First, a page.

Kirk Chisholm I'm going to have to disagree here. While every IRA is the same in that they follow the same rules and have the ability to invest in the same assets, a self directed acct is unique.

A self directed acct is specifically an IRA acct that is with a custodian that allows you to make the decisions as to what you invest in within the confines of allowable investments per the IRS. Most institutions only allow you to invest in the products they offer which often don't include items like RE and say precious metals. Also some SD accts are set up where there is checkbook control effectively allowing you to manage your account with no middleman to slow down the process...or protect you from making an error and disqualifying the entire acct.

So a SD acct is definitely not the same as a "normal" IRA though they do have the same rules to follow from the IRS they are not all self directed.

Originally posted by Jon Holdman:
By investment properties I assume you mean rentals. Rentals already have pretty good tax treatment. So, I'd recommend using after tax money for rentals. Investing directly in rentals inside an IRA has several downsides. A big one is that you can end up actually paying taxes inside the IRA and then taxes again when you take the money out. I believe notes are a better investing inside an IRA than actual property.

I like this advice! I have a local friend that buys investment property outside his retirement accounts. He convinced me to do the same. As far as where to put your retirement account funds, I used a self directed 401K called a Solo 401K and use those funds to do hard money lending. So far, so good..even with a few hiccups.

@Matt Devincenzo if you ask Fidelity or Vangard if they offer self directed IRAs they will almost certainly answer "yes". Self directed just means you get to choose the investments. But they will limit you and you won't be able to buy real estate or make or originate a note. Its still a self directed IRA. That team has no specific legal, IRS or DOL meaning. A few custodians allow investments in real estate and other non-traditional investments. That are, I'm sure, what you mean by a self directed IRA.

@Jon Holdman I've never heard a "normal" provider mention their product as self directed, so if that is the case then I stand corrected.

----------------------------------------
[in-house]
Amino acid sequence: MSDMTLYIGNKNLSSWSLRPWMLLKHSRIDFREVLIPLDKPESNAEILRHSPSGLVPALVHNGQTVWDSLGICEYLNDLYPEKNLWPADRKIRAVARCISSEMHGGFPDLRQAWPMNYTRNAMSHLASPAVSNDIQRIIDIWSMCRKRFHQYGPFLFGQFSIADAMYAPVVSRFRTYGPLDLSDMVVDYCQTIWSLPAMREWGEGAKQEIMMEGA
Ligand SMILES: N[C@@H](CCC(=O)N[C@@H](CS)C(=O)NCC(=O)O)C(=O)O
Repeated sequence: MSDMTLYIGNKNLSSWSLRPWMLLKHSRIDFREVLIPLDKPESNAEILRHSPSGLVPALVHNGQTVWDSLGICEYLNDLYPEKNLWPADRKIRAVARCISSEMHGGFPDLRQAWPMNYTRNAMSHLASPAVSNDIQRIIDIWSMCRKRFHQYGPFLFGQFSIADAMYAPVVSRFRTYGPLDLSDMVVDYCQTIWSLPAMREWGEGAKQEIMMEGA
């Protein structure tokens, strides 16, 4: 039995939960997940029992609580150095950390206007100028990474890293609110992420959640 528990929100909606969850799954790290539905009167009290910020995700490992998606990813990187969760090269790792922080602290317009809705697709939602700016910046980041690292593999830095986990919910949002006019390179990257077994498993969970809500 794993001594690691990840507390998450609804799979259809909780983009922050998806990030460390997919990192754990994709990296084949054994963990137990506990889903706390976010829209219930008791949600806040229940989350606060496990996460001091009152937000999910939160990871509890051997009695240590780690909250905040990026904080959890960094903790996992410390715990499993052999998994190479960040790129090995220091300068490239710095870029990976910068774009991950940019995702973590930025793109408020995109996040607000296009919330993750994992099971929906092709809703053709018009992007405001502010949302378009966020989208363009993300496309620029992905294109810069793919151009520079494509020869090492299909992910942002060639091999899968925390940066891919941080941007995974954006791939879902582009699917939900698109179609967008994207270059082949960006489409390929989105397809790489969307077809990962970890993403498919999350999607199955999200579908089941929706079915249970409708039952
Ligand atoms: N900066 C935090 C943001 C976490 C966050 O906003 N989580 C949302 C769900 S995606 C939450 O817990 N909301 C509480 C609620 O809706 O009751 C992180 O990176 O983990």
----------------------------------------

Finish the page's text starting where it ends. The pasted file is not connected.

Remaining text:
I guess the appropriate qualification would have been, there is a difference between an acct that allows RE and other less conventional assets that is popularly termed "self directed", and the more conventional option which allows self direction in the plans/funds they provide.

@Matt Devincenzo There is no legal meaning for "self directed" IRA. all IRAs are self directed. That is the point of an IRA. What the custodian allows you to invest in is another issue altogether.

What you are referring to is a term which many of the broker dealers (who focus on traditional securities) use to articulate that an individual can control his/her IRA (compared to their 401k I imagine). Many others (such as yourself in this case) use the term to define an IRA held a custodian which can handle alternative assets such as real estate, tax liens, etc. I have yet to find a custodian which does both well, but both types of custodians claim to offer the title "self directed IRA". There is no formal or legal definition. It can mean what you want it to mean.

If you watch most fidelity commercials they mention self directed IRA frequently.

If you have funds outside an IRA use those first for rentals. You can deduct depreciation, mortgage interest, and expenses. So your effective tax on the income will be reduced anyway. You can use the IRA funds for notes or other high yielding passive investments that would be taxes at high rates in a taxable account.

I had this discussion with Fidelity before opening an account with Sterling Trust. "Yes, you account is self directed" the rep said. "OK, how do I send in the private placement paperwork?" "Uh, you can't do that".

Thank you all for a great discussion :)